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24 September 2018

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Two Dmitrys and a Marina

Author: Tamara Eidelman
Translation: Nora Seligman Favorov

Sep/Oct 2015
Page 23   ( 3 pages)

Summary: For lovers of Russian literature, Marina Mniszech is more literary figment than historical figure. Yet her life was truly interesting, from any angle.


For lovers of Russian literature, Marina Mniszech (Mnishek as she is known in Russian) is more literary figment than historical figure.

Many of us imagine her as she is portrayed by Pushkin in a famous scene from his play, Boris Godunov. During a fountain-side rendezvous, False Dmitry (the impostor pretending to be the murdered son of Ivan IV), who has been wondering whether Marina truly loves him or is merely enamored of his future power, admits that he is not who he claims to be, thereby imperiling both his romantic and political prospects. But the Polish beauty is won over when she sees his true character, after he declares that he is done groveling before her and launches into a famous monologue, in which he confesses to being the adopted son of “Ivan’s ghost” rather than Ivan’s true life orphan.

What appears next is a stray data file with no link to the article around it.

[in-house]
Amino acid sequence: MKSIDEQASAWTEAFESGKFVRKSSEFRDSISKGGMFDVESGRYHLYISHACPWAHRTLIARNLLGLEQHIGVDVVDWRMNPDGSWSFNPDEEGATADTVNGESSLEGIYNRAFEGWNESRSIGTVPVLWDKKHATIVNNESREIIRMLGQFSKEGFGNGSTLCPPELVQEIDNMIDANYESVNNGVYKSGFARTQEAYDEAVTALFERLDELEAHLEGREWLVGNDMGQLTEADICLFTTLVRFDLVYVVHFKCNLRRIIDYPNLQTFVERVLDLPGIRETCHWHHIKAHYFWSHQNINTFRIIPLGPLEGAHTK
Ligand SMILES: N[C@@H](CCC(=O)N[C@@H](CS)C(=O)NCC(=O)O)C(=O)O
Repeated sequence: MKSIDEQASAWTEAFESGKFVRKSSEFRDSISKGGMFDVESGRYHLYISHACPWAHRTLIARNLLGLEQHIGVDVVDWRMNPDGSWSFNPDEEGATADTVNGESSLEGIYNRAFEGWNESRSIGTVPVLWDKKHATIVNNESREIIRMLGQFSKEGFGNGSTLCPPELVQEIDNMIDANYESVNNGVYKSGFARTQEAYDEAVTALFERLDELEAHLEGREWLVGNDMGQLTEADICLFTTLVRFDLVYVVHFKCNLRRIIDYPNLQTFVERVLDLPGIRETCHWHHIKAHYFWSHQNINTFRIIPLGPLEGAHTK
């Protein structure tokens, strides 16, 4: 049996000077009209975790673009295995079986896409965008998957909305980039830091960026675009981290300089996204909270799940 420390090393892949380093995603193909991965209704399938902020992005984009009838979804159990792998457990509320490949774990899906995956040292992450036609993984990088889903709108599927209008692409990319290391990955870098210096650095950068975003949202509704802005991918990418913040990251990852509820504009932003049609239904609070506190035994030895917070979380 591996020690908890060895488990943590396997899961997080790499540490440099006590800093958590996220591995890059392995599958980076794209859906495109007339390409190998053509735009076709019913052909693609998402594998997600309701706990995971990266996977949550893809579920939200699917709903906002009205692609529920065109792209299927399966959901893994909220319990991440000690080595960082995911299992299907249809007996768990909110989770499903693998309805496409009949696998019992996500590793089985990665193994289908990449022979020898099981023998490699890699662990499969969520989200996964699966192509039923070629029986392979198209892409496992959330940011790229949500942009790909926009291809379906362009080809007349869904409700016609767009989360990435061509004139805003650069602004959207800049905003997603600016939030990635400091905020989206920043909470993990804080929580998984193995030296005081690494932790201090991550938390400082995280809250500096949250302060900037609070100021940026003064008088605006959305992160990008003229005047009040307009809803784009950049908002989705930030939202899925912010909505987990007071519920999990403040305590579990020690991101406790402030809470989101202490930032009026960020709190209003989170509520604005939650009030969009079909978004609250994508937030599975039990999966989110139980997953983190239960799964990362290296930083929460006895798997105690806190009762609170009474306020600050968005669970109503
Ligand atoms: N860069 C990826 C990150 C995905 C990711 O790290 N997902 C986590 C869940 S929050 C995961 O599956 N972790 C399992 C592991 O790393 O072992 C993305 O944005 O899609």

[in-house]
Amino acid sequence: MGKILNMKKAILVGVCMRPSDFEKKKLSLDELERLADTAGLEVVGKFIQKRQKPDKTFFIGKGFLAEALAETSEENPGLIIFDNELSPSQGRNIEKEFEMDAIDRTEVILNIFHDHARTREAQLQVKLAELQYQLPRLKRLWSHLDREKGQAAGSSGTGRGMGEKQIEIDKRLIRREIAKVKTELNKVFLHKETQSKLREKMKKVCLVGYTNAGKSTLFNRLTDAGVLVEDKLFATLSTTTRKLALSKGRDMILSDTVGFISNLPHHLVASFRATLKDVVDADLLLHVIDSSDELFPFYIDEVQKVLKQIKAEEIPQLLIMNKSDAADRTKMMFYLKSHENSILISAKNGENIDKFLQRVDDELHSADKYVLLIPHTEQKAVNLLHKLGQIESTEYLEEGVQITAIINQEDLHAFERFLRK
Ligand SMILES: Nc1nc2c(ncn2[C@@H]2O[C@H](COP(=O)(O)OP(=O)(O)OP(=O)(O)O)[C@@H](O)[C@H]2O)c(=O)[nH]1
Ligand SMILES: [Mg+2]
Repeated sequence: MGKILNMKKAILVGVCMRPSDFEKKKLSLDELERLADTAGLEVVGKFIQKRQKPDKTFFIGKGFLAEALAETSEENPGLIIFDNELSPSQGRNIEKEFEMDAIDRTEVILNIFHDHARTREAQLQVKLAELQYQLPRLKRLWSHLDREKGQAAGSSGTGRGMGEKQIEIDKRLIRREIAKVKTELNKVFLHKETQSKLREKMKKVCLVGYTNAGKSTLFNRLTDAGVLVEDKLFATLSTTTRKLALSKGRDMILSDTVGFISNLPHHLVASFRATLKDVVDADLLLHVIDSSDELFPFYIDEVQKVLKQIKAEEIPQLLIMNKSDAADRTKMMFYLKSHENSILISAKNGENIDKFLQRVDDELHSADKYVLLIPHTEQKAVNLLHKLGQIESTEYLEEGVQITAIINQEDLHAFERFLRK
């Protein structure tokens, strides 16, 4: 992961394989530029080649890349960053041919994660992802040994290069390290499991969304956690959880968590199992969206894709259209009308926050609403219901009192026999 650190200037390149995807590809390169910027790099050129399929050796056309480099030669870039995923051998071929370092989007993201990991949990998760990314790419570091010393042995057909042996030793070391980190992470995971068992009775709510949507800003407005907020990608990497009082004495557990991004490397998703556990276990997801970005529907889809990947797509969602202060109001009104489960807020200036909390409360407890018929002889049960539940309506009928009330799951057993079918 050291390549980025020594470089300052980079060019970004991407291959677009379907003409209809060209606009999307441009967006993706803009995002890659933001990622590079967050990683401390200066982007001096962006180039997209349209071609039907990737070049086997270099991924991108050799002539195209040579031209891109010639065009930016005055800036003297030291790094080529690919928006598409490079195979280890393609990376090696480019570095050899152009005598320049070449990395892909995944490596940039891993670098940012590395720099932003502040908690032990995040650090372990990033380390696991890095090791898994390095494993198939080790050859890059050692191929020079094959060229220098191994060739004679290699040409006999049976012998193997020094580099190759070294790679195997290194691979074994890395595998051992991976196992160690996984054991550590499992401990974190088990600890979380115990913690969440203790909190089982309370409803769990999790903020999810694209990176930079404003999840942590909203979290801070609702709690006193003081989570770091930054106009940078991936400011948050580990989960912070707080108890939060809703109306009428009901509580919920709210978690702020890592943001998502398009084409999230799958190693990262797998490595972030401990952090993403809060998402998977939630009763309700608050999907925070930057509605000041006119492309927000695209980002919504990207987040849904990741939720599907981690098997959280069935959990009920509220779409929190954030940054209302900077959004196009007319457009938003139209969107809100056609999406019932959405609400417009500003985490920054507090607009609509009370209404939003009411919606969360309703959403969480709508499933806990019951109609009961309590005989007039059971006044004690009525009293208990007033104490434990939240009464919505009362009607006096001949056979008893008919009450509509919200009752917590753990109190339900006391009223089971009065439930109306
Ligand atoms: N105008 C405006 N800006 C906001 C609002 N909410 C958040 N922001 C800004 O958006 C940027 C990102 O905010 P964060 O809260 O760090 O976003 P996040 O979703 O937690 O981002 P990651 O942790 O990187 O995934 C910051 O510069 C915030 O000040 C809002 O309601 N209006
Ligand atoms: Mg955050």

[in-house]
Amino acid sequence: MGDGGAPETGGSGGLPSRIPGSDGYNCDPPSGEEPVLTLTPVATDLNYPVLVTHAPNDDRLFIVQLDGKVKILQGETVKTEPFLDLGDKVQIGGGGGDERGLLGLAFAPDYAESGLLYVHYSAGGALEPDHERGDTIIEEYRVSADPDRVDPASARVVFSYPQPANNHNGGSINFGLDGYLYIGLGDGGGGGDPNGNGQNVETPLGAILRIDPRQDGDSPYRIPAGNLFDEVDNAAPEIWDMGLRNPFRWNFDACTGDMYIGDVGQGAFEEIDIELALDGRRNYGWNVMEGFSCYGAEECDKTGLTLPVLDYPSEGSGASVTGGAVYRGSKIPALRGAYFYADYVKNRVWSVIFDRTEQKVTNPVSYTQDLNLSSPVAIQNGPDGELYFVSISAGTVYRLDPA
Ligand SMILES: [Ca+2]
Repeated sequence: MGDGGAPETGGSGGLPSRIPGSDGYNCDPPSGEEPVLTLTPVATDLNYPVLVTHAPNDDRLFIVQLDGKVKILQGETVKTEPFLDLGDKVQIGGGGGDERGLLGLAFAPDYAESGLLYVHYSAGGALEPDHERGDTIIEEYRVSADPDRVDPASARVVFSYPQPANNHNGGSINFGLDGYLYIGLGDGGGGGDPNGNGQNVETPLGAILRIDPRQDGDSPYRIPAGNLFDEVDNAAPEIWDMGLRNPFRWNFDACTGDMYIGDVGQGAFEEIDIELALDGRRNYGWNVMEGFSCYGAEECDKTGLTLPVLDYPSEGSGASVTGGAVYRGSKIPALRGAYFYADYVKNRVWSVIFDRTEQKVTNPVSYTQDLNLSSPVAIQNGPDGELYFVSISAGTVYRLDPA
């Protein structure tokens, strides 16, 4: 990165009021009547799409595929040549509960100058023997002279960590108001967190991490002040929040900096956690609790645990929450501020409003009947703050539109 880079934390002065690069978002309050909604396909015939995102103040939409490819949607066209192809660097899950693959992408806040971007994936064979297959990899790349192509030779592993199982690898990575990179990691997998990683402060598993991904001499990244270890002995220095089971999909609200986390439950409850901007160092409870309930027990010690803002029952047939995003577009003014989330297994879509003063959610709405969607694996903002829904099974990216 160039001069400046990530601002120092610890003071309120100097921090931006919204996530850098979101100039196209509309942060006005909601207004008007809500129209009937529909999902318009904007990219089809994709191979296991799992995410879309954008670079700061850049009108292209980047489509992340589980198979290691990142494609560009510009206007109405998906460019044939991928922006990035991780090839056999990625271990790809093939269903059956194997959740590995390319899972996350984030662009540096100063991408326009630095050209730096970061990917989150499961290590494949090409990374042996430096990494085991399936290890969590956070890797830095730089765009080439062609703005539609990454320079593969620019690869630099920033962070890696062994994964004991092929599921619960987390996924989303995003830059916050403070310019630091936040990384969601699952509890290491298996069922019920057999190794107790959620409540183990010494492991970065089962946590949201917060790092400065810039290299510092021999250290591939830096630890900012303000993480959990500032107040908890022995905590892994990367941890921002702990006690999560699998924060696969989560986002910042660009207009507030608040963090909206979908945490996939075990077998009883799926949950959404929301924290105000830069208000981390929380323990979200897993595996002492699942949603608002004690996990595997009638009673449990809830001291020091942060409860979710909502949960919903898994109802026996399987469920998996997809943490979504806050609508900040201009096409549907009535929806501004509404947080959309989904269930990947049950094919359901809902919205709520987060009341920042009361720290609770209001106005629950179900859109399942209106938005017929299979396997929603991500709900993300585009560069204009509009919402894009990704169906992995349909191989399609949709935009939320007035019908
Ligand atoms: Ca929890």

What kind of a woman was Marina Mniszech? Is her reputation for being haughty, beautiful and power-hungry deserved? Probably. But we should not forget that she was born in 1588. That means she was only seventeen on the autumn day in 1605, when Afanasy Vlasyev, a Russian dyak (non-boyar government administrator) married her before the entire Polish court “on behalf of Tsar Dmitry,” who had by then already captured Moscow. Seventeen-year-olds may have been closer to adulthood in the early seventeenth century than they are today, but she was still very young and probably lacked sophistication when it came to politics and international relations.

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